“At the very end he was 100% there, barely talking to us by whisper, getting shut in. He was afraid that he wouldn’t be able to communicate with us anymore.”
After an excruciating night spent choking and gagging, Will decided the time had come to say goodbye.
His bed was wheeled outside their home and his wife, children and best friend gathered round to share his final moments overlooking the redwood forest of northern California.
Will took a compound medication prescribed by his doctor and fell asleep, dying peacefully.
Dr Forest said her husband was a perfect example of someone for whom even the country’s best palliative care, provided by Stanford Medicine, was not enough.
She added: “His work in the world was communication, reading and studying. You can’t tell a person what their suffering is. Some people would rather just be put under. That was unbearable to him.”
Last week, Dr Forest spoke to MPs at a meeting of the All-Party Parliamentary Group for Choice at the End of Life.
She described how few patients made use of assisted dying in California – last year just 486 died that way, representing less than 0.002 per cent of all deaths in the state.
But knowing the option will be available if their suffering becomes unbearable makes a huge difference, Dr Forest said.
She added that it “has a ripple effect for the entire society around the culture of death and dying”.
The medic told MPs: “For Will, it was the right thing. I challenge anyone to tell me as a widow and as a professor of medicine that there was a better treatment for his suffering, that it would be less harm for him to have lived more days or have died in a different way.”
Dr Forest said she respects the process every society has to go through when considering such a complex law change.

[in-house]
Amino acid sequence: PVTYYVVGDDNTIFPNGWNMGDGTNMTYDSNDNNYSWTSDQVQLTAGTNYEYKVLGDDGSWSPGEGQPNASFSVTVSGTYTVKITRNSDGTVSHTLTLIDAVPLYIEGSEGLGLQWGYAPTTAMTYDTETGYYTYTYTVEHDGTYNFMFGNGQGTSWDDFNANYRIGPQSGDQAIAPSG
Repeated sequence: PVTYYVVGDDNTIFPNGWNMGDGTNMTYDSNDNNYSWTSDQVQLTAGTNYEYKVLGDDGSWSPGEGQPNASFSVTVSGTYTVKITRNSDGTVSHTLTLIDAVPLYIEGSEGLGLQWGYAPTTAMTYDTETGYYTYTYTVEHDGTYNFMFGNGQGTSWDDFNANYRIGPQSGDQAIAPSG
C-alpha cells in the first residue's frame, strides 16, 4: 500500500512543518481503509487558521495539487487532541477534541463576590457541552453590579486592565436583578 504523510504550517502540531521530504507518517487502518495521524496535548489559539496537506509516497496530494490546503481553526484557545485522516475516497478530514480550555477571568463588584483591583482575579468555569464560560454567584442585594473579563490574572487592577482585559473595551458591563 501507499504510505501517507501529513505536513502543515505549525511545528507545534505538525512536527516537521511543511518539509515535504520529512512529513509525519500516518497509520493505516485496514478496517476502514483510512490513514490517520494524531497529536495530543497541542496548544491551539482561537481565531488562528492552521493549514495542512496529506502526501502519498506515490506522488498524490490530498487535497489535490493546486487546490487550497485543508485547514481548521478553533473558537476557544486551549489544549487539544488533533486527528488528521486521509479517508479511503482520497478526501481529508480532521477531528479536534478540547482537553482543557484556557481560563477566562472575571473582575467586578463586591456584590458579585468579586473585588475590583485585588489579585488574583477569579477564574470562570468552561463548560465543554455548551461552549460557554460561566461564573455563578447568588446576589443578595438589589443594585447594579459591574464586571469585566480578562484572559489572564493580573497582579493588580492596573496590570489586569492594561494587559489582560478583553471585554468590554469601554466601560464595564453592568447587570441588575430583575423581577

But she believes many people who oppose assisted dying are just “one hard death away” from changing their minds.
She said of the UK’s position: “I’m hopeful that legislators recognise that in representing the people, in a democracy, they should be putting the decision back into medical decision-making between physicians and patients.”
How assisted dying works in California
California’s End of Life Option Act allows some terminally ill people to request life-ending medication from their doctor.
To qualify, patients must be resident in the state, mentally competent and have a life expectancy of six months or less.
Two doctors must be satisfied that they have been fully informed of other options available and that they are acting voluntarily.
A cooling-off period of 48 hours must also pass between two separate requests for assistance.
If a patient’s doctor does not want to provide aid in dying they do not have to. For example, Catholic physicians do not. But they must refer patients to another doctor who is willing to provide assistance.
If all the conditions are met, the doctor can prescribe the life-ending medication, which usually happens no more than 48 hours before the patient intends to take it.
In some cases the doctor will be present at the time of death. If absent, they often provide support over the phone.
Last year 772 patients received prescriptions for life-ending medication in California and 486 died after taking the drugs.
If the drugs are not used, they are retrieved and disposed of.